Prices up broadly across the economy, with gasoline far outpacing other categories
By Gabriel T. Rubin – Updated July 13, 2022 7:07 pm ET – The Wall Street Journal
My cmnt: This simply is what happens when you put a Leftist, nincompoop**, senile, demented democrat in charge of your country. My wife and I vividly remember living through the Carter years. Then the Obama years. Rich, white, guilty, college-indoctrinated democrats vote this type of religious nut (i.e., believes superstitiously in man-made global warming, Darwinism and abortion) into office because their incomes protect them and they can feel good about themselves. The bottom 60% suffer greatly from this selfishness.
** “Nincompoop,” meaning fool or idiot, was traced back to its first usage in the 1670s by Jonson in his Dictionary of 1755. He believed the word to have come from the Latin legal term, “non compos mentis”, which translates to insane or mentally incompetent or not of sound mind. Jan 10, 2014 Google – fits O’Biden to a T
U.S. consumer inflation accelerated to 9.1% in June, a pace not seen in more than four decades, adding pressure on the Federal Reserve to act more aggressively to slow rapid price increases throughout the economy.
The consumer-price index’s advance for the 12 months ended in June was the fastest pace since November 1981, the Labor Department said on Wednesday. A big jump in gasoline prices—up 11.2% from the previous month and nearly 60% from a year earlier—drove much of the increase, while shelter and food prices were also major contributors.
The June inflation reading exceeded May’s 8.6% rate, prompting investors and analysts to debate whether the Fed would consider a one-percentage-point rate increase, rather than a 0.75-point rise, later this month. Slowing demand is key to the Fed’s goal of restoring price stability in an economy that is still struggling with supply issues, but raising interest rates also elevates the risk of a recession.
Core prices, which exclude volatile food and energy components, increased by 5.9% in June from a year earlier, slightly less than May’s 6.0% gain, the Labor Department said.
On a month-to-month basis, core prices rose 0.7% in June, a bit more than their 0.6% increase in May—a sign of inflationary pressures throughout the economy.
“Inflation makes everything difficult,” said Lara Rhame, chief U.S. economist for FS Investments. “It erodes your savings, your wages, your profits. It’s punishing everybody.”
Stocks declined on Wednesday after wavering for much of the day, with the S&P 500 index falling by 0.5%. Bond yields jumped following the inflation report, but yields on longer-term Treasurys quickly gave up those gains.
Despite June’s inflation reading, economists point to recent developments that could subdue price pressures in the coming months.
Investor expectations of slowing economic growth world-wide have led to a decline in commodity prices in recent weeks, including for oil, copper, wheat and corn, after those prices rose sharply following the Russian invasion of Ukraine. Retailers have warned of the need to discount goods, especially apparel and home goods, that are out of sync with customer preferences as spending shifts to services and away from goods, and consumers spend down elevated savings.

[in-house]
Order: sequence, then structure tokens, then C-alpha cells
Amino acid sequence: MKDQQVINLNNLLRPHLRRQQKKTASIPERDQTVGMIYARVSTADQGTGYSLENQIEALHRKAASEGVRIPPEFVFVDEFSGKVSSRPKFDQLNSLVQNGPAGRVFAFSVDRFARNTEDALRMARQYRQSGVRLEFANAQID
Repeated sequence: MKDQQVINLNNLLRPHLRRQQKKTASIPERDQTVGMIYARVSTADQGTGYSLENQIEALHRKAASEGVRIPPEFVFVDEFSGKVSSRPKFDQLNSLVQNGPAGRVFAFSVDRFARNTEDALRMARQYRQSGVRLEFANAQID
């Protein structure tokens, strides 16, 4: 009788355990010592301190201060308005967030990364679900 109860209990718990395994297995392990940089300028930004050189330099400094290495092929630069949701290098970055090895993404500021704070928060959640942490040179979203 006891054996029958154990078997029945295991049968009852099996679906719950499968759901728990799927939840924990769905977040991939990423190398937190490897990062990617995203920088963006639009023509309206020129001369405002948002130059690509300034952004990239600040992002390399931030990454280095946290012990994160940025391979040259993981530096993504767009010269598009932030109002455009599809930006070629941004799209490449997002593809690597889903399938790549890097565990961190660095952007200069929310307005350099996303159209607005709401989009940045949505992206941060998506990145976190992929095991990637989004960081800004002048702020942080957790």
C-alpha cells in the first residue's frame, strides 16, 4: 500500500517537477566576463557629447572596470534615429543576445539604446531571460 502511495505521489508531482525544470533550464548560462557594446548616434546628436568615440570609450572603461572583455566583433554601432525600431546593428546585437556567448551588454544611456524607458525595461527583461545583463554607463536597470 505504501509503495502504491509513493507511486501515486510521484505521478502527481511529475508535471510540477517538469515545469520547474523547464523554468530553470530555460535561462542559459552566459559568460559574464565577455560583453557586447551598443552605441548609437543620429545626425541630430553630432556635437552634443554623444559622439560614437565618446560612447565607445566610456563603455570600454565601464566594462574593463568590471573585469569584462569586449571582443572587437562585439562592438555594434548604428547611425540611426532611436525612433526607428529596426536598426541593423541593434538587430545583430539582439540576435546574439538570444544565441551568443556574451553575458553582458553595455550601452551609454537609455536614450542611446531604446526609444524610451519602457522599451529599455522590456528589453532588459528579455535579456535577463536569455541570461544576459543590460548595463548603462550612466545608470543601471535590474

“There’s a pretty serious recession fear affecting a broad range of asset prices,” said Laura Rosner-Warburton, senior economist at MacroPolicy Perspectives.
Retailers’ ability to shed unwanted inventory could test whether pricing is returning to prepandemic patterns, Ms. Rosner-Warburton said. Some retailers, such as Target, have already said they are planning big discounts. Others with robust warehouse capacity, such as Walmart Inc., could be more likely to hold on to their excess inventory, analysts say.
“It would be really important if we do see discounting return, because it would show that we weren’t that far away from the pre-Covid environment in terms of pricing behavior,” Ms. Rosner-Warburton said.
Discounts haven’t shown up prominently in inflation figures so far: Prices for apparel and home goods both rose last month. New and used car price increases, a significant source of upward pressure on inflation, both eased on a month-to-month basis in June.
The Fed last month raised its interest-rate target by 0.75 percentage point, the largest increase since 1994. Besides tempering demand, the central bank is trying to prevent consumer expectations of higher inflation from becoming entrenched, as such expectations can be self-fulfilling. Fed Chairman Jerome Powell has said the central bank wants to see clear evidence that price pressures are diminishing before slowing or suspending rate increases.
Persistent high inflation is putting a strain on businesses and consumers who, after decades of price stability, aren’t used to it.
Dan Waag, 55 years old, the owner of Arlene’s Sunny Side Cafe in Alcester, S.D., made the difficult decision to close for a week after concluding that a drop in the number of customers was leaving the restaurant’s finances in the red.
“I know these are tough times with this inflation, little to no rain for the farmers, gas prices as high as they are,” he wrote to his customers on Facebook.
Mr. Waag attributes the slowing demand to a poor season for the corn and bean farmers in the area, and the added toll of higher gasoline prices that might make an outing to his restaurant an unaffordable luxury. He hasn’t changed his prices yet, but with his own rising costs and a drop in daily revenue from around $600-$700 to $300-$400, he feels he may have to soon.